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    The present guidelines on the management of limited disease small cell lung cancer (SCLC) were formulated by the ELCWP in April 2007. They are designed to answer the following seven questions: 1) What is the definition of limited disease? 2) Should chest radiotherapy be provided and what are the benefits? 3) What is the optimal timing and mode of administration of chest irradiation? 4) Which are the optimal radiotherapy parameters: dose, fractionation, target volume? 5) What is the optimal chemotherapy regimen for limited disease SCLC? 6) Should prophylactic cranial irradiation be provided, when and for which patients? 7) What is the additional role of thoracic surgery in early SCLC

    The INeS study: prevention of multiple pregnancies: a randomised controlled trial comparing IUI COH versus IVF e SET versus MNC IVF in couples with unexplained or mild male subfertility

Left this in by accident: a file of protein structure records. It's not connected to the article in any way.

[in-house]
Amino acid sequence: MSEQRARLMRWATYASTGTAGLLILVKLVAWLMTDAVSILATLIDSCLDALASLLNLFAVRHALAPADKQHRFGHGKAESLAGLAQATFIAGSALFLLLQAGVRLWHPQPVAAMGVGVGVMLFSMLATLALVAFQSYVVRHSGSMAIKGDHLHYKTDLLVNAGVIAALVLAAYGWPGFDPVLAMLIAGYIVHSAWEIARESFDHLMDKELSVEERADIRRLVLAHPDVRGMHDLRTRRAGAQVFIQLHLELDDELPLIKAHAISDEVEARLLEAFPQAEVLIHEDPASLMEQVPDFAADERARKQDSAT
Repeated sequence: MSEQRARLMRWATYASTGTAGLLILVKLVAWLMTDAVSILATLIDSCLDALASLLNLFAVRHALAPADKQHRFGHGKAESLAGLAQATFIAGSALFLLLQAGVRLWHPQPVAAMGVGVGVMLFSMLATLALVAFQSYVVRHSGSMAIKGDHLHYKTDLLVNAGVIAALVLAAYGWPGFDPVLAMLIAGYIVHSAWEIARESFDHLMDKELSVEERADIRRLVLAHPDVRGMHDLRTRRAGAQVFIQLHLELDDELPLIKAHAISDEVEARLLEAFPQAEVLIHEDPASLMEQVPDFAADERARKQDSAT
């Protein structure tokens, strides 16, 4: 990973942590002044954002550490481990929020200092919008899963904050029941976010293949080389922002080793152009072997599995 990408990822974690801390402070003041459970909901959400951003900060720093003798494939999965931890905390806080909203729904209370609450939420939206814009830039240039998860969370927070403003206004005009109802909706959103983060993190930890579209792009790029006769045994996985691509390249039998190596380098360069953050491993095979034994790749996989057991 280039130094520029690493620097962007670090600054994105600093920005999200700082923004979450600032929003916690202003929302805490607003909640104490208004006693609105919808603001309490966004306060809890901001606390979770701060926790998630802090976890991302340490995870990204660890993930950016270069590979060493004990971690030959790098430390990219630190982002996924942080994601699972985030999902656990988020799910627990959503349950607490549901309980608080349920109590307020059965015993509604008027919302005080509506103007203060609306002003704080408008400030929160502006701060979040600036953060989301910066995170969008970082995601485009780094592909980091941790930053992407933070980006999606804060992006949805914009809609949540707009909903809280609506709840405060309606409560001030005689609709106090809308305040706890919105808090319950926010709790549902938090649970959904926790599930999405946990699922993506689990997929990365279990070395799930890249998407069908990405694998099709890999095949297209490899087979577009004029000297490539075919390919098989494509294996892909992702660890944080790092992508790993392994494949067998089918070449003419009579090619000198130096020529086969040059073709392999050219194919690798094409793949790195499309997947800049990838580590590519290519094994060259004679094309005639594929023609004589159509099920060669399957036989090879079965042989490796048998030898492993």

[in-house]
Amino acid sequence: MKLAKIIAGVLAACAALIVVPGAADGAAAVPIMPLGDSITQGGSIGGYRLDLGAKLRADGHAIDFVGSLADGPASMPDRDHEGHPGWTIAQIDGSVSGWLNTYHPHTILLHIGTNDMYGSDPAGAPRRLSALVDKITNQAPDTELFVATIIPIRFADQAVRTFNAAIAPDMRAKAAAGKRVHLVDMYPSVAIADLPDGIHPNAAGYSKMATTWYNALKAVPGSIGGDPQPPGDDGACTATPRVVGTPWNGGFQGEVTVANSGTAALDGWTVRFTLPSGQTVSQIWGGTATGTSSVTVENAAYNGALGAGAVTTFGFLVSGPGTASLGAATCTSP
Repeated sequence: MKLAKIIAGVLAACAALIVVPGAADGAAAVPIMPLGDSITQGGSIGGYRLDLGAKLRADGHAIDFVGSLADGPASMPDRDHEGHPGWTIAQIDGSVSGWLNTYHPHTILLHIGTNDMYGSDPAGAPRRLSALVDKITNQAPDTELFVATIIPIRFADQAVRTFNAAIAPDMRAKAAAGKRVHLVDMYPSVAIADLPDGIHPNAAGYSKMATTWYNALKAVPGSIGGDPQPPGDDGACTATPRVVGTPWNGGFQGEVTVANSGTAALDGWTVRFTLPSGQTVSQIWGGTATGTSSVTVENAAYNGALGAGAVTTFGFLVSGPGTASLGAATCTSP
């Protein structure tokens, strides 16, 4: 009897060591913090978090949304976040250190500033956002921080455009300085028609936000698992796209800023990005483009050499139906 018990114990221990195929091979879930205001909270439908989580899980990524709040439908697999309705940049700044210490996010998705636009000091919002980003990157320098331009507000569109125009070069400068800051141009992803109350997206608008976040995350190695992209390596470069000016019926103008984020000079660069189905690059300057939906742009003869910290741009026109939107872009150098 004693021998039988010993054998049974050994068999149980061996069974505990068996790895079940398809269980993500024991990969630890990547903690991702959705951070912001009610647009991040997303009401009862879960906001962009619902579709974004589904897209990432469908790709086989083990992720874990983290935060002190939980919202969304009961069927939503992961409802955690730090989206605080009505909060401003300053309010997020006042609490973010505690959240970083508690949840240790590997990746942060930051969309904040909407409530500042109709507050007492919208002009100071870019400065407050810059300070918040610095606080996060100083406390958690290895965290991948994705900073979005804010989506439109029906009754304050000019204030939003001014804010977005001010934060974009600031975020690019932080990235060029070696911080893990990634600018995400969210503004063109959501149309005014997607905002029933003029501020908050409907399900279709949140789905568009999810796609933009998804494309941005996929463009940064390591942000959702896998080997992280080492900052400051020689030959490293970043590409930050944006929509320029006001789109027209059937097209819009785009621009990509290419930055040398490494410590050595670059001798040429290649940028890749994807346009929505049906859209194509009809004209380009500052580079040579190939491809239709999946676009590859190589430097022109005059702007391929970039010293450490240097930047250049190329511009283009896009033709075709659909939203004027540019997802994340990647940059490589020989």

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    BACKGROUND Multiple pregnancies are high risk pregnancies with higher chances of maternal and neonatal mortality and morbidity. In the past decades the number of multiple pregnancies has increased. This trend is partly due to the fact that women start family planning at an increased age, but also due to the increased use of ART. Couples with unexplained or mild male subfertility generally receive intrauterine insemination IUI with controlled hormonal stimulation (IUI COH). The cumulative pregnancy rate is 40%, with a 10% multiple pregnancy rate. This study aims to reveal whether alternative treatments such as IVF elective Single Embryo Transfer (IVF e SET) or Modified Natural Cycle IVF (MNC IVF) can reduce the number of multiple pregnancy rates, but uphold similar pregnancy rates as IUI COH in couples with mild male or unexplained subfertility. Secondly, the aim is to perform a cost effective analyses and assess treatment preference of these couples. METHODS/DESIGN We plan a multicentre randomised controlled clinical trial in the Netherlands comparing six cycles of intra-uterine insemination with controlled ovarian hyperstimulation or six cycles of Modified Natural Cycle (MNC) IVF or three cycles with IVF-elective Single Embryo Transfer (eSET) plus cryo-cycles within a time frame of 12 months. Couples with unexplained subfertility or mild male subfertility and a poor prognosis for treatment independent pregnancy will be included. Women with anovulatory cycles, severe endometriosis, double sided tubal pathology or serious endocrine illness will be excluded. Our primary outcome is the birth of a healthy singleton. Secondary outcomes are multiple pregnancy, treatment costs, and patient experiences in each treatment arm. The analysis will be performed according tot the intention to treat principle. We will test for non-inferiority of the three arms with respect to live birth. As we accept a 12.5% loss in pregnancy rate in one of the two IVF arms to prevent multiple pregnancies, we need 200 couples per arm (600 couples in total). DISCUSSION Determining the safest and most cost-effective treatment will ensure optimal chances of pregnancy for subfertile couples with substantially diminished perinatal and maternal complications. Should patients find the most cost-effective treatment acceptable or even preferable, this could imply the need for a world wide shift in the primary treatment. TRIAL REGISTRATION Current Controlled Trials ISRCTN 52843371Alexandra J Bensdorp, Els Slappendel, Carolien Koks, Jur Oosterhuis, Annemieke Hoek, Peter Hompes, Frank Broekmans, Harold Verhoeve, Jan Peter de Bruin, Janne Meije van Weert, Maaike Traas, Jacques Maas, Nicole Beckers, Sjoerd Repping, Ben W Mol, Fulco van der Veen and Madelon van Wel